A Cultural Critique of Our Aging Society
Full course description
If you have enjoyed courses in crucial differences, cultural studies, and identities, this course will be another eye-opener. It focuses on age as identity marker and is set up in true interdisciplinary fashion encompassing perspectives from economy, history, the arts, globalisation and gender studies, amongst others. If you believe aging is a far removed from your personal sphere – think twice and continue reading!
Headlines everywhere tell us that ours is a graying world and that population aging will be a defining influence on our twenty-first century, radically affecting public health and national economies. These demographic predictions—the result of the trends of declining mortality and increasing longevity—are typically accompanied by dire warnings of the challenges ahead: unsustainable pension systems which will encumber younger generations, the critical need for more caregivers and more resources to care for the increasing numbers of those who are frail and dependent, concerns about maintaining technological progress and competitive workforces with an aging labor force, etc. Rarely are such numbers presented in terms of the possible benefits that population aging might bring, such as in experienced leadership, informal caregiving, and a more flexible labor force less hampered by child care. Also often excluded from these projections is any sense of what life is actually like for the diverse millions of people who grow into old age. How do we know what these numbers will mean for our economies, our social structures, our loved ones, and ourselves? To begin to address that question, we need to understand better what it means to grow old in the twenty first century and how this meaning may have developed or changed over the course of history or be differently shaped by national and transnational cultures. Also, it requires research into the many images and stories of aging that circulate in popular culture and influence the way we think about older people. This, then, will form the heart of the inquiry we will make in this course. We will explore what aging is and means from different disciplinary, historical and (trans)national perspectives, examining the concerns raised about aging societies and the causes and consequences of ageism, which is prejudice or discrimination based upon a person’s age.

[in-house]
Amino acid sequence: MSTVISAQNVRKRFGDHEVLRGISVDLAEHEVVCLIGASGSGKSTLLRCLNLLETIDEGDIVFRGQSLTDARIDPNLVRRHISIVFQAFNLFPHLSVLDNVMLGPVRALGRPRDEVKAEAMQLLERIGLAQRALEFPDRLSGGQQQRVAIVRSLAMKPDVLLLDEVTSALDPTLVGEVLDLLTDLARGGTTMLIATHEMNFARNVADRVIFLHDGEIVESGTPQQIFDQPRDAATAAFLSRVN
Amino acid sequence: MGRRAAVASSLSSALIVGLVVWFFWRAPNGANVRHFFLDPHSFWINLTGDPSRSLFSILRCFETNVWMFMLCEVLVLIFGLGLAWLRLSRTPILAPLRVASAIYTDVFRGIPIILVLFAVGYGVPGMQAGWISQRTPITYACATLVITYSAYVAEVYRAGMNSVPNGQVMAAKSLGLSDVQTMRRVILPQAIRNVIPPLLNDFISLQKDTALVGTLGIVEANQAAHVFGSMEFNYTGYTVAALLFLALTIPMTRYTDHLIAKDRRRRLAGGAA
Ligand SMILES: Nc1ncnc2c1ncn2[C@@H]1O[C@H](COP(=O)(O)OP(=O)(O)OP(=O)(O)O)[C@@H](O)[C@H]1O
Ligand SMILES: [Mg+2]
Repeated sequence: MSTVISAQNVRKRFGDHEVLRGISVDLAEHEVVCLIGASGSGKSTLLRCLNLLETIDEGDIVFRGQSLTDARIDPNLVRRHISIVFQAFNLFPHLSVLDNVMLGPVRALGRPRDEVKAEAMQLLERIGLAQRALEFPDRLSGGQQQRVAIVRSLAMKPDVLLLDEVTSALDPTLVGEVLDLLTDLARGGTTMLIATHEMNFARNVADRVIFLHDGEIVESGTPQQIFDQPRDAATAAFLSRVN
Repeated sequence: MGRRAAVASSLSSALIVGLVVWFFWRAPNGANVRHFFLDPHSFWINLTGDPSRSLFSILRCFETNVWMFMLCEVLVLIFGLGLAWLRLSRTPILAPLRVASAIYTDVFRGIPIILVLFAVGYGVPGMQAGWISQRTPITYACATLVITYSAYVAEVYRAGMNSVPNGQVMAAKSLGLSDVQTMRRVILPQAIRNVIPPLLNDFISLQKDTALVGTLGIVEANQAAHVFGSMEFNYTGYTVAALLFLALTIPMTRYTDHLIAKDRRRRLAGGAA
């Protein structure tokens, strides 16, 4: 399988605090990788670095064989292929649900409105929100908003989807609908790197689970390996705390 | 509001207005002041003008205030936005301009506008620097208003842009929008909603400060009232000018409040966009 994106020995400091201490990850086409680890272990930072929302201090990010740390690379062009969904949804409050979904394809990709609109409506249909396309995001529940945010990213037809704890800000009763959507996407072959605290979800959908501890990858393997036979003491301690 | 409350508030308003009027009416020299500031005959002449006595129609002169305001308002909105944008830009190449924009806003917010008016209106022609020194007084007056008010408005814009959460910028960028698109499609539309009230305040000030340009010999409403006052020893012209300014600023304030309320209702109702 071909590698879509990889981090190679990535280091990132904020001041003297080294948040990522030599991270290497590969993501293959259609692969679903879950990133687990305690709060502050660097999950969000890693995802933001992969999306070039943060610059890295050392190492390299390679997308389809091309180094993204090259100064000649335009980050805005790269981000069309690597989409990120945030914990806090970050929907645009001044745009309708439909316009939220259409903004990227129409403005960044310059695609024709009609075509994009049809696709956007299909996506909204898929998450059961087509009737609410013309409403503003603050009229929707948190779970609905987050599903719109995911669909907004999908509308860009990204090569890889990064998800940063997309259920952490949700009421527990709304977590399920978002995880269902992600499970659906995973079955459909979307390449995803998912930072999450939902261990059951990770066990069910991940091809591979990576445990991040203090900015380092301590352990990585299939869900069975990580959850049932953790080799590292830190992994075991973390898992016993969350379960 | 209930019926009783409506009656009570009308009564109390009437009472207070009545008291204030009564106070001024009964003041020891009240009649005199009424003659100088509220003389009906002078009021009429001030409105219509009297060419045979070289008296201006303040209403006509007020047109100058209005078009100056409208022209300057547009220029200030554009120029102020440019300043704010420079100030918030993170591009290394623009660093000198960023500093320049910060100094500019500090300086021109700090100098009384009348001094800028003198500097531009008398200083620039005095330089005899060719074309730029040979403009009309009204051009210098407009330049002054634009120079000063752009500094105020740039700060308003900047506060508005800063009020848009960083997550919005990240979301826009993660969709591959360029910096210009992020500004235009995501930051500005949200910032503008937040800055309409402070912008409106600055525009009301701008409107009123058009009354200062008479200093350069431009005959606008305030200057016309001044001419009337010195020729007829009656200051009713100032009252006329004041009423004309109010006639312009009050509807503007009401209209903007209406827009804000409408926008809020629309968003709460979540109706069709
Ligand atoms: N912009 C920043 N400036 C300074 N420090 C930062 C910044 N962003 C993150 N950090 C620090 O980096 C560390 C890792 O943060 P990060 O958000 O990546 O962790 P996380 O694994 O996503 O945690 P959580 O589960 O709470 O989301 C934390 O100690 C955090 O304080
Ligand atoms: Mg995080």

Aging is a topic that we all have a stake in. On one level, this stake is very personal. If we live the long lives we desire, we will all become older, whether or not the label “old” is one we fear or desire. On a larger scale, the concerns of population aging cross every discipline and ageism pervades all parts of our social and personal lives, even when we don’t recognize it. Whatever occupation you pursue, a deeper understanding of aging will have relevance. This course will prepare you to engage critically in the current and future debates about our aging society and to interrogate your hopes and fears for your own aging experiences. Theoretically and methodologically, this course is part of diversity studies as it adds the category of age to other identity markers, such as gender, sexuality, class, ethnicity, and religion.
- To understand age as an identity category that intersects with other categories like gender, sexuality, disability, and ethnicity.
- To distinguish between multiple, disciplinarily-influenced ways of defining ‘age’ including chronologically, functionally, subjectively, and culturally.
- To recognize ageist discourses (cf. the reduction of aging to physical and mental decline) and practices and to reflect on attitudes towards age.
- To distinguish between realistic concerns and the alarmist hype surrounding global population aging.
- To understand different methods that are implemented in aging research, ranging from visual analysis to ethnographic approaches.
A 1000- or 2000-level course in humanities or social sciences, for instance HUM1003 Cultural Studies I: Doing Cultural Studies, HUM2003 The Making of Crucial Differences, SSC1029 Sociological Perspectives or SSC1003/2065 Theories of Social Order.
- E-reader containing excerpts from books and relevant journals.